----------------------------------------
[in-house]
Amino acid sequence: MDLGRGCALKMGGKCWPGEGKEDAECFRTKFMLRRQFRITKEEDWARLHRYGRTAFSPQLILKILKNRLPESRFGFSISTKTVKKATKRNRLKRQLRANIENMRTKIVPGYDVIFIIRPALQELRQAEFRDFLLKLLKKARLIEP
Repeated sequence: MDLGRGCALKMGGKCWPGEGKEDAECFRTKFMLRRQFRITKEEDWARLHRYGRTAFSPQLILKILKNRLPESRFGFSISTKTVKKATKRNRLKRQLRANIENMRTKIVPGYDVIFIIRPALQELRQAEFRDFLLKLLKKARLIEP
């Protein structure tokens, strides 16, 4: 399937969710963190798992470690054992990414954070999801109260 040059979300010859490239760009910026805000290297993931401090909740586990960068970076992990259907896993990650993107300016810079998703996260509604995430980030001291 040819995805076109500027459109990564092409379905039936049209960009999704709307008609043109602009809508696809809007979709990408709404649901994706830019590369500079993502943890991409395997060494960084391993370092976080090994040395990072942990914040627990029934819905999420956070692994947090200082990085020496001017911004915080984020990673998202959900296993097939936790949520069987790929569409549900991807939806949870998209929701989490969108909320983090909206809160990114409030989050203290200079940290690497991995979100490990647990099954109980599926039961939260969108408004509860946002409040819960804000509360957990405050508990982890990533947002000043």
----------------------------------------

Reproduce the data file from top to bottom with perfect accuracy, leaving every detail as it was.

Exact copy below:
[in-house]
Amino acid sequence: MDLGRGCALKMGGKCWPGEGKEDAECFRTKFMLRRQFRITKEEDWARLHRYGRTAFSPQLILKILKNRLPESRFGFSISTKTVKKATKRNRLKRQLRANIENMRTKIVPGYDVIFIIRPALQELRQAEFRDFLLKLLKKARLIEP
Repeated sequence: MDLGRGCALKMGGKCWPGEGKEDAECFRTKFMLRRQFRITKEEDWARLHRYGRTAFSPQLILKILKNRLPESRFGFSISTKTVKKATKRNRLKRQLRANIENMRTKIVPGYDVIFIIRPALQELRQAEFRDFLLKLLKKARLIEP
């Protein structure tokens, strides 16, 4: 399937969710963190798992470690054992990414954070999801109260 040059979300010859490239760009910026805000290297993931401090909740586990960068970076992990259907896993990650993107300016810079998703996260509604995430980030001291 040819995805076109500027459109990564092409379905039936049209960009999704709307008609043109602009809508696809809007979709990408709404649901994706830019590369500079993502943890991409395997060494960084391993370092976080090994040395990072942990914040627990029934819905999420956070692994947090200082990085020496001017911004915080984020990673998202959900296993097939936790949520069987790929569409549900991807939806949870998209929701989490969108909320983090909206809160990114409030989050203290200079940290690497991995979100490990647990099954109980599926039961939260969108408004509860946002409040819960804000509360957990405050508990982890990533947002000043």